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Editorial Comment: Hats off to The Beast

Tendai “Beast” Mtawarira

THE top-notch feat by Zimbabwe-born former South Africa loose-head prop, Tendai “The Beast” Mtawarira, early this week is as encouraging as it is inspiring.

Mtawarira was on Monday named in the World Rugby Team of the Decade for between 2010 and 2020 to confirm his status as one of the best players World Rugby has ever had.

The awards evening celebrated members of the rugby family who have provided outstanding service during the Covid-19 pandemic as well as players and teams who have starred over the last decade in a virtual show.

Although the bulky icon, who has since called time on his playing career spanning over a decade, elected to represent South Africa, Zimbabwe remained etched in his heart up to now.

That he has volunteered his services as the Destination Zimbabwe Ambassador with the Zimbabwe Tourism Authority (ZTA), as well as the philanthropic work he does in his homeland, is testimony that he is a patriotic Zimbabwean.

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The ZTA is in a massive drive pushing for synergies between sport and tourism and the coming on board of Mtawarira could not have happened at a better time.

In the field of play, Mtawarira’s heroics were at the heart of the Springboks’ Rugby World Cup success story in Yokohama, Japan, in November last year, in which South Africa powered to a 32-12 win over England in the final to claim their third World Cup title.

Not only has he been instrumental in helping the Springboks win the world crown, but his match-winning performances are too many to count both at club and national team level.

It was not surprising when he made his way to the exclusive Team of the Decade in association with Mastercard as part of the World Rugby Awards Special Edition on Monday evening.

Of course, another Zimbabwe-born former Australia flanker, David Pocock, also made the Team of the Decade.

Pocock was born 32 years ago in Gweru before moving to Australia.

Two other Boks, Bismarck du Plessis and Bryan Habana, also made the cut to reaffirm South Africa’s giants’ status in world rugby.

But it is “The Beast’s” story which the upcoming talent in Zimbabwe can learn a lot from.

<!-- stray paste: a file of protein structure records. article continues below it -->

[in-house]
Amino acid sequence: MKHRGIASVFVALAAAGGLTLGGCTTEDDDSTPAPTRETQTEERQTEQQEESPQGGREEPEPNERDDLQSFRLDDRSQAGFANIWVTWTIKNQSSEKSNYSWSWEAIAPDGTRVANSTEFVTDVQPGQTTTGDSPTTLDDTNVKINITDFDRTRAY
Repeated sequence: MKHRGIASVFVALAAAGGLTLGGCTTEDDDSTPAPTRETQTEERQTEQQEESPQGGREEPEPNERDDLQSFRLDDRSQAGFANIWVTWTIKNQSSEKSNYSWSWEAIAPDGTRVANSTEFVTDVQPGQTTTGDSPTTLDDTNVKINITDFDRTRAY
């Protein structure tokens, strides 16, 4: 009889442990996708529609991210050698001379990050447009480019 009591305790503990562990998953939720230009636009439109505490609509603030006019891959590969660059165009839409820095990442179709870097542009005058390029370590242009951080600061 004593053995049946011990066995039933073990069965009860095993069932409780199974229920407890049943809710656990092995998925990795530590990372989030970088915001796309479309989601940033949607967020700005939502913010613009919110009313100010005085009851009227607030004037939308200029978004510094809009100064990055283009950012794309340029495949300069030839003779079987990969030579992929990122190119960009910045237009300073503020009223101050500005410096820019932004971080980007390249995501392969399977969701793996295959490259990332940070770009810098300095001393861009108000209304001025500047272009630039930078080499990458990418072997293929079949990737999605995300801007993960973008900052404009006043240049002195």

Mtawarira’s rise to stardom was far from a walk in the park. He had to sweat it out, falling and getting up along the way until he attained the ultimate goal.

There are no short-cuts in sport generally and rugby, particularly as Mtawarira has shown.

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That he is the biggest export that the country has produced is public knowledge, but it is the way he had to grind it out that should give aspiring stars of the game some valuable lessons.

And to be named in the World Rugby’s Team of the Decade was a befitting honour for Mtawarira, whose ball touches led to affectionate chants of “Beast” in stadia around the world.

He was a stand-out performer as the Boks beat England 32-12 to lift the Webb Ellis Trophy in Yokohama on November 2 last year, the last of his 117 Tests.

He won a number of scrum penalties on the loose-head side as South Africa dominated the set-piece to lay the platform for their third World Cup title. He has done that in other competitions too.

Mtawarira retired as the third most capped Bok behind former lock Victor Matfield (127 caps) and wing Habana (124). As well as being the most capped Springbok prop, the Beast is also the fifth most capped prop in the history of the game.

He won his first cap in 2008 and has the most appearances of any South African in Super Rugby with 159, all for the Durban-based Sharks.

Mtawarira started playing the game when he was still young and went through the rigorous academy system here in Zimbabwe together with others who, however, decided to quit along the way.

But for “The Beast”, quitting was no option and he decided to persevere. Rugby is a game that needs patience because of its nature.

Mtawarira had the patience to wait for his turn and at each turn, the chips appeared to be down on his side.

He decided to persevere even after suffering both physical and mental bruises along the way.

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It was only after he got a chance to move to the South African academy system that he started to get the deserved recognition. But at one point, the same South Africans who are celebrating his success, had wanted to deport him back to Zimbabwe, arguing he was representing the Boks “illegally”.

It was one of the most depressing moments in his fledgling career, but he soldiered on until the situation was solved. Afterwards, he never disappointed in the Boks colours. Exactly 10 years after the talk about his deportation, Mtawarira was a proud winner of the World Cup.

And as for now, we can just have to take our hats off to Mtawarira for doing us all proud by being named in the World Rugby Team of the Decade. Well done son of the soil!

HERALD